The Woodstock Jewish Congregation Cookbook will be a collection of favorite recipes that capture our Congregation’s many cultures, backgrounds, and traditions at a time when we can’t be sharing our dishes around the same table.
For years the culinary expertise of our community has delighted us at our communal celebrations. Sephardic! Ashkenazi! Omnivorous!, Vegetarian! Vegan! Recipes from the Shtetl! Recipes from Brooklyn! Recipes from our grandparents, mothers, fathers, sisters, brothers, relatives, friends! Recipes you have created or made your own! Recipes for the stomach and from the heart.
If we seize this moment we will be ready for publishing through books on demand by November. Our cookbook will make a wonderful Hanukkah gift and is a partially tax-deductible fundraiser for WJC.
We envision a book of about 200 pages with recipes accompanied by short narratives describing associations with, or experiences of, cooking them. Small photographs and illustrations may be included.
Here are the guidelines:
The cookbook will be divided into these sections:
- Appetizers, Soups, and Salads
- Main Dishes
- Holiday Dishes (e.g. Hanukkah, Pesach, Shavout, etc.)
Recipes may be passed down from family or friends or may be recipes that you have created or adapted and love enough to want to share.
Recipes should not be overly complicated. Make sure that directions are easy to follow.
You may also submit a small drawing or photograph to accompany your recipe. For example, it could be a photo of the person from whom you got the recipe, or a picture or drawing of the completed dish.
Please organize your recipes as follows:
- Name of the recipe
- Place of origin
- Cookbook section in which you would like the recipe to be included
- Your name and email address (Email addresses will not be published!)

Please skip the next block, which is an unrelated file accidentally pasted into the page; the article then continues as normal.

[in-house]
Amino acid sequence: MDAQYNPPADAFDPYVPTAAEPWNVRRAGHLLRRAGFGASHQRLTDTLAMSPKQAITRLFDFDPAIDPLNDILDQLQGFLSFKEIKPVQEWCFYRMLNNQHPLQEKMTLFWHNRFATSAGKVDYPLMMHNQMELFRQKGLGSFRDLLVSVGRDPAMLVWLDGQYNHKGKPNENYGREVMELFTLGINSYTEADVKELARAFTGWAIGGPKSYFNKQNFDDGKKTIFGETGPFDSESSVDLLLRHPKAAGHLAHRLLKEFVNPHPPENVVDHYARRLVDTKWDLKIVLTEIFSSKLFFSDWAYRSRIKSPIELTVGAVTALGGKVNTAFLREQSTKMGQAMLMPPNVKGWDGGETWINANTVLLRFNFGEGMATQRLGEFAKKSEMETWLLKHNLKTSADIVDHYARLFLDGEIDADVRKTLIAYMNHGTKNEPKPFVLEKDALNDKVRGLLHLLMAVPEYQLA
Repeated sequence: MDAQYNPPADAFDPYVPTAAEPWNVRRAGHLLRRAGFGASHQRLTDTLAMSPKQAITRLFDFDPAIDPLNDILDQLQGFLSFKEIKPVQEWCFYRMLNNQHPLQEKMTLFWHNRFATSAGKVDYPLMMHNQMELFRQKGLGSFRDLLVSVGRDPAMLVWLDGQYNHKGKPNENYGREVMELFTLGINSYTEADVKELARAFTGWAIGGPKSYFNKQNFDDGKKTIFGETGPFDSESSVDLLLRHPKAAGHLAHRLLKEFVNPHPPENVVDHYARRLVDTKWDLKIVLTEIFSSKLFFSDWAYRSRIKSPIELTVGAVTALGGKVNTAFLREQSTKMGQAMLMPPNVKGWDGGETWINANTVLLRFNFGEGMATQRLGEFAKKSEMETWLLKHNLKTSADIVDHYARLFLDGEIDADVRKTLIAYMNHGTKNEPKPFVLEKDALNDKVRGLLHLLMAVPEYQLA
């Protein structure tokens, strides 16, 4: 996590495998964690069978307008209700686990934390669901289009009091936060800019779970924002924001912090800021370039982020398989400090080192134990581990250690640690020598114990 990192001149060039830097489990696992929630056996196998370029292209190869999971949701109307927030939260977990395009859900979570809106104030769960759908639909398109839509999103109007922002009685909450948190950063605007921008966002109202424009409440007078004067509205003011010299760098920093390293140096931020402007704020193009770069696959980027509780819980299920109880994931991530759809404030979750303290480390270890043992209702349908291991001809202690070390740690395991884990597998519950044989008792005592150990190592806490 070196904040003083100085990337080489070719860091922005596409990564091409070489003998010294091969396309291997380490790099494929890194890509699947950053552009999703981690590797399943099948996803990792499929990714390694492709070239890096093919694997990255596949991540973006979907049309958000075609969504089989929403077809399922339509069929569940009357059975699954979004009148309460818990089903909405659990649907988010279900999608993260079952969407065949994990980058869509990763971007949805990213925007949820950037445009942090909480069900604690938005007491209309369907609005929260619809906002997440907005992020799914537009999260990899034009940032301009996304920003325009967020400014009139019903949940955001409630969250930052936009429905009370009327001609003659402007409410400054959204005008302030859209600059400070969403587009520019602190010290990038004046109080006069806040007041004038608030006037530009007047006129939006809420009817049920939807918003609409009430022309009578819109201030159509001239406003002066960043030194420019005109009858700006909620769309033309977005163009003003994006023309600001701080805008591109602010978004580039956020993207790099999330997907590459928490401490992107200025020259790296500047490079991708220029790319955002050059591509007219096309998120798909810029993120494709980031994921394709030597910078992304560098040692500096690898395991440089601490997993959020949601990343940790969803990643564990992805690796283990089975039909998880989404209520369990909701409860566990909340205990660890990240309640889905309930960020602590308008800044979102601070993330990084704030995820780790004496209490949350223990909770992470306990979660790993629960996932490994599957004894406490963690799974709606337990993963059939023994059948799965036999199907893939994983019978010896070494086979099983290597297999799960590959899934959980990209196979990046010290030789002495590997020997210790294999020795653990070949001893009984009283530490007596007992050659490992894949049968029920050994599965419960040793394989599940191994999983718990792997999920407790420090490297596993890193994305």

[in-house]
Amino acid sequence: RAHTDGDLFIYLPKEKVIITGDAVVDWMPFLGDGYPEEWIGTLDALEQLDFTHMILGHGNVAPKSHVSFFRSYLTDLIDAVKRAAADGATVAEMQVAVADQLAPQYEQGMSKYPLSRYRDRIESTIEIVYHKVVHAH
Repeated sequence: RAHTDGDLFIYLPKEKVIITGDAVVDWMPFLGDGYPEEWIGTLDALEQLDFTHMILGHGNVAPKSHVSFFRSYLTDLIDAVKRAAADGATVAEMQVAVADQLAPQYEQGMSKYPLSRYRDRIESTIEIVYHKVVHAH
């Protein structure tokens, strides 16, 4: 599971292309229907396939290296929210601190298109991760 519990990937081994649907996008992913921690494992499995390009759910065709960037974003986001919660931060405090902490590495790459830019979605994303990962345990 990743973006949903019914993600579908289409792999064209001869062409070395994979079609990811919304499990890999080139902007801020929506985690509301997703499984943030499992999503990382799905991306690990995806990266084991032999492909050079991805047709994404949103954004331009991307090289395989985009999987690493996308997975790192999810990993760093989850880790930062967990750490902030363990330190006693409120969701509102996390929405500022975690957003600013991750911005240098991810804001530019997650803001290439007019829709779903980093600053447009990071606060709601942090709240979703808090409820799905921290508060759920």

- A brief, 2 – 3 sentence narrative describing the source of the recipe or an anecdote related to it.
- Ingredients with amounts using U.S. Standard measurements
- Numbered step-by-step instructions
- Helpful cooking tips
- Recipes should be aligned with kosher cooking practices: please avoid using un-kosher meats or combining milk and meat.
We encourage you to cook each recipe before you submit it. Follow your own instructions to ensure that the recipe is complete, accurate, and clear! Send your recipes or questions to: WJCCookbook@gmail.com
You will receive notification that we have received your submission.
Here’s a sample of the format we’d like your recipes to follow:
Grandma Peppi’s Egg Noodles
Submitted by: Shana Zaslow (email@example.com)
Origin: Shtetl in Bereg, Hungary
Include in: Soups, Salads, and Appetizers
My Hungarian-born grandmother made her own noodles for Shabbos chicken soup rather than using the store-bought kind available in America. At 93, her gnarly, arthritic hands were deft as she swept the flour into the eggs and kneaded the dough until it was smooth, and could be rolled into a thin pancake and then cut into strips. She never measured amounts but I made noodles with her once, and measured “a handful” so we would have the recipe for the future.
1 cup all purpose flour plus more for rolling 2 large eggs
1⁄2 teaspoon of salt
1. Mix the flour and salt together in a bowl or on a breadboard. Use your hand to make a well in the center.
2. Crack the eggs, one at a time, into a small bowl and check for a blood spot. If they are clean, drop them into the well in the center of the flour.
3. Use your hands to mix the ingredients together and knead them until they are soft and stretchable. Add a few drops of water if the mixture is too stiff, or more flour if it’s too moist to hold together. Best to add these a little at a time. (If you use a mixer with a bread hook you can use it for this step.)
4. Let the mixture rest under a clean tea towel for 10 or 15 minutes to let the flour absorb the liquid.
5. Lightly sprinkle flour on the counter or a breadboard, and place the dough on top. Dust the top with a little more flour. Roll it very thin, until it is about 1/16” thin. Try to keep the surface as even as possible. Let it dry for about 10 minutes.
6. Cut the dough into strips of the desired length and width.
7. Drop gently into boiling salted water or directly into soup, and cook for 5 minutes, or until tender.
Helpful Cooking Tips
Letting the dough “rest” for a while before rolling it out and cutting it into strips allows the flour to absorb the moisture. It also makes the rolled out dough easier to cut into noodles.